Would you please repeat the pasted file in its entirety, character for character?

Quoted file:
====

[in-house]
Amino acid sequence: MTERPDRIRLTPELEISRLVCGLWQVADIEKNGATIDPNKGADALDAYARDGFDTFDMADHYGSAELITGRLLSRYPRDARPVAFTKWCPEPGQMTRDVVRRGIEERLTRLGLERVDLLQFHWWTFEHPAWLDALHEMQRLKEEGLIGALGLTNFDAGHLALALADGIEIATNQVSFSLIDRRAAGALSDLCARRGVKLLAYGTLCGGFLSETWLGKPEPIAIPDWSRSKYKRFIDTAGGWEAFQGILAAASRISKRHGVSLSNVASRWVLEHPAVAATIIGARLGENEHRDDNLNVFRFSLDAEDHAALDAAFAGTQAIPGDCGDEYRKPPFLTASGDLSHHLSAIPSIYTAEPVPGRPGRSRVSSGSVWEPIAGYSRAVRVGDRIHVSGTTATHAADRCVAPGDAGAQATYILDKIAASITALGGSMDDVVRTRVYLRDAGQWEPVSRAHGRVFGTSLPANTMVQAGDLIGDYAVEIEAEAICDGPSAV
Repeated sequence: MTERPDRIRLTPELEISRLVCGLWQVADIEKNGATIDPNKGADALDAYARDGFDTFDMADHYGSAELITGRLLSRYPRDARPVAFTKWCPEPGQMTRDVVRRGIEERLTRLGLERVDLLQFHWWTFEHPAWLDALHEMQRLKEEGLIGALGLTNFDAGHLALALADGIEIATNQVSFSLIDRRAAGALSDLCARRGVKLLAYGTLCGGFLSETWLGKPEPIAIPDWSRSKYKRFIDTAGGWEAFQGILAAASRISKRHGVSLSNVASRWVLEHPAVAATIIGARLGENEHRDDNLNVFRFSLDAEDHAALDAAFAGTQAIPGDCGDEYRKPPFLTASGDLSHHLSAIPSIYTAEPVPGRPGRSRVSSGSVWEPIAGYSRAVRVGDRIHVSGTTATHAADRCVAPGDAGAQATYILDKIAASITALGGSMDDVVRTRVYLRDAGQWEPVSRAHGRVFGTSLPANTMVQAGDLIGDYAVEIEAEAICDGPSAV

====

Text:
[in-house]
Amino acid sequence: MTERPDRIRLTPELEISRLVCGLWQVADIEKNGATIDPNKGADALDAYARDGFDTFDMADHYGSAELITGRLLSRYPRDARPVAFTKWCPEPGQMTRDVVRRGIEERLTRLGLERVDLLQFHWWTFEHPAWLDALHEMQRLKEEGLIGALGLTNFDAGHLALALADGIEIATNQVSFSLIDRRAAGALSDLCARRGVKLLAYGTLCGGFLSETWLGKPEPIAIPDWSRSKYKRFIDTAGGWEAFQGILAAASRISKRHGVSLSNVASRWVLEHPAVAATIIGARLGENEHRDDNLNVFRFSLDAEDHAALDAAFAGTQAIPGDCGDEYRKPPFLTASGDLSHHLSAIPSIYTAEPVPGRPGRSRVSSGSVWEPIAGYSRAVRVGDRIHVSGTTATHAADRCVAPGDAGAQATYILDKIAASITALGGSMDDVVRTRVYLRDAGQWEPVSRAHGRVFGTSLPANTMVQAGDLIGDYAVEIEAEAICDGPSAV
Repeated sequence: MTERPDRIRLTPELEISRLVCGLWQVADIEKNGATIDPNKGADALDAYARDGFDTFDMADHYGSAELITGRLLSRYPRDARPVAFTKWCPEPGQMTRDVVRRGIEERLTRLGLERVDLLQFHWWTFEHPAWLDALHEMQRLKEEGLIGALGLTNFDAGHLALALADGIEIATNQVSFSLIDRRAAGALSDLCARRGVKLLAYGTLCGGFLSETWLGKPEPIAIPDWSRSKYKRFIDTAGGWEAFQGILAAASRISKRHGVSLSNVASRWVLEHPAVAATIIGARLGENEHRDDNLNVFRFSLDAEDHAALDAAFAGTQAIPGDCGDEYRKPPFLTASGDLSHHLSAIPSIYTAEPVPGRPGRSRVSSGSVWEPIAGYSRAVRVGDRIHVSGTTATHAADRCVAPGDAGAQATYILDKIAASITALGGSMDDVVRTRVYLRDAGQWEPVSRAHGRVFGTSLPANTMVQAGDLIGDYAVEIEAEAICDGPSAV